The impetus for ending TBTF would not be to punish Wall Street but to restore it. In the current situation of opaque and indefinite government support, no one knows who’s going to be the next Lehman Brothers (a big bank that was allowed to fail). Some well-connected players may feel free to gamble under the belief that Washington will back them if those bets go bad, but one or more might be wrong in that assumption: their lucky firm could be the one Washington decides is to be the sacrificial lamb before bailing out other big banks. The liquidation of that firm could wipe out the wealth of its shareholders and also cause many traders to lose their jobs. If this bank had not assumed that it would have government protections, however, it might have acted more prudently. Fear of failure is one of the greatest sharpeners of prudence in a capitalist marketplace; by putting the safety net of government bailouts under certain banks, we at once encourage them to be more reckless and to make less sound investments. This is a bad outcome from both a civic and an economic perspective.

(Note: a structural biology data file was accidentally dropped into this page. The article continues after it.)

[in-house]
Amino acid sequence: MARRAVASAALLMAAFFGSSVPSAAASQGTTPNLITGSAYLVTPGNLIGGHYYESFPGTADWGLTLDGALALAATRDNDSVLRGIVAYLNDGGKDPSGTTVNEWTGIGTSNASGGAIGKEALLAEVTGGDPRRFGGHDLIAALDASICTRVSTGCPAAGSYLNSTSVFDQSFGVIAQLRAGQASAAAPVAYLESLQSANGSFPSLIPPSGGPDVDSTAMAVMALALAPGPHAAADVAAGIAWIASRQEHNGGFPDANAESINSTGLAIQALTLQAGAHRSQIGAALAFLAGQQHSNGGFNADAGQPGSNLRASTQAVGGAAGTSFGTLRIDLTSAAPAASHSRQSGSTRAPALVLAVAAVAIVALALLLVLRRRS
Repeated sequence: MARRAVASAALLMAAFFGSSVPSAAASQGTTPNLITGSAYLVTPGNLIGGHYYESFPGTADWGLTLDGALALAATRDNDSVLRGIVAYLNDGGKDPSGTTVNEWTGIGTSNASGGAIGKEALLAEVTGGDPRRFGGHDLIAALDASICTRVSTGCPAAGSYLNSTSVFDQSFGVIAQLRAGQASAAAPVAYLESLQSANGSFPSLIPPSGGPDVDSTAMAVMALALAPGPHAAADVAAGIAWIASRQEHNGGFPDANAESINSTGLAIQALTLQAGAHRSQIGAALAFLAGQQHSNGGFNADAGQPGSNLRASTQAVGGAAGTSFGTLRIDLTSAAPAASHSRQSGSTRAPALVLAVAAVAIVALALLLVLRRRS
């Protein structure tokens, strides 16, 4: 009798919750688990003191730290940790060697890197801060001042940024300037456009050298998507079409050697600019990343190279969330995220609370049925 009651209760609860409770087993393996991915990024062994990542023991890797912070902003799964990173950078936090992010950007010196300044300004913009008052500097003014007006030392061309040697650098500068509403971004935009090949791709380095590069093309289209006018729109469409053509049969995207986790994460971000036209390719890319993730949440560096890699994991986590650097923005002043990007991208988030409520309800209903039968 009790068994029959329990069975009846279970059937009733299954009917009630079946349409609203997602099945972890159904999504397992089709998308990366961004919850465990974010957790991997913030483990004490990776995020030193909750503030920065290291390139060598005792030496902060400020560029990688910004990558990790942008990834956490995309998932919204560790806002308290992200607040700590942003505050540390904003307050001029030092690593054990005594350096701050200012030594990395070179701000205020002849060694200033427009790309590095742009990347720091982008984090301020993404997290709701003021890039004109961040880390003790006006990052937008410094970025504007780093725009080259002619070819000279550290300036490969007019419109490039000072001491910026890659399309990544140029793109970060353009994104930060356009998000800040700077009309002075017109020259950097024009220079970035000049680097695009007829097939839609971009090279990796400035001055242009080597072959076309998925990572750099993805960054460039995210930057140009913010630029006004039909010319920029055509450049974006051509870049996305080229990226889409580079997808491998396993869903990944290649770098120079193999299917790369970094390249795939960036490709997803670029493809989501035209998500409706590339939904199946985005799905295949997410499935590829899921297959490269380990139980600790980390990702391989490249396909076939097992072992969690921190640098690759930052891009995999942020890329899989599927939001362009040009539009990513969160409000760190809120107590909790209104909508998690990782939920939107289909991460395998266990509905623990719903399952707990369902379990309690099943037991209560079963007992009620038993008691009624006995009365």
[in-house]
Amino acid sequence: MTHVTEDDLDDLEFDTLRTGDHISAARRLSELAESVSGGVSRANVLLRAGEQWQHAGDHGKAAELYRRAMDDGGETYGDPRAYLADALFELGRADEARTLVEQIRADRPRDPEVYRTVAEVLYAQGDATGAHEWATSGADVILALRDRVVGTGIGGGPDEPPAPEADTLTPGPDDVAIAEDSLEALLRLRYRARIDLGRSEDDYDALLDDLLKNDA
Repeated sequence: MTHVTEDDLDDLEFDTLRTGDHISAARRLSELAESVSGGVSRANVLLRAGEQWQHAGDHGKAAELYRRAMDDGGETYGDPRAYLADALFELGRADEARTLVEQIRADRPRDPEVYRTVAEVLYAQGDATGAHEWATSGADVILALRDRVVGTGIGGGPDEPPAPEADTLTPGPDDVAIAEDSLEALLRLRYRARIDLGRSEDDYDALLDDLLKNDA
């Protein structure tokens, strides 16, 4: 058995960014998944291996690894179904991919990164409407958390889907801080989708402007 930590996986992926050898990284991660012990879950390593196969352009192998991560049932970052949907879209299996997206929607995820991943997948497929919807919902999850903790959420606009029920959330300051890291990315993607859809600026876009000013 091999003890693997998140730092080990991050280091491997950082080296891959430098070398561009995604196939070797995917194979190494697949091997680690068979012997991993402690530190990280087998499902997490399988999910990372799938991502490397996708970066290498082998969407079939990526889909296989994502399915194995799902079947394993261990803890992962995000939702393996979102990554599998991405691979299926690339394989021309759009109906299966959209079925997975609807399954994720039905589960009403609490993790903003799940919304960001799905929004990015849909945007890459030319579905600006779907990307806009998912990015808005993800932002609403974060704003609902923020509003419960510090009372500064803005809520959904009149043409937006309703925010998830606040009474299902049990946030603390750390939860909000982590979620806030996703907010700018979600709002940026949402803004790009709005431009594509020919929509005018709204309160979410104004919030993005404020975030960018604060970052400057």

Republicans would benefit politically from ending TBTF. Such an enterprise would appeal to popular dissatisfaction with the banking system. But there is an even more pressing reason for trying to achieve this aim: ending Too Big to Fail would be a defense of the free market. In 2008/2009, the banking system came closer to being socialized than at any time since the Great Depression. If we are interested in ensuring a market-oriented banking system, we must apply the principles of the market to the banking system.Read the rest here.
On a similar note, the cover story of this week's Weekly Standard explains the various ways in which Dodd-Frank accelerates the concentration of capital in a few giant banks.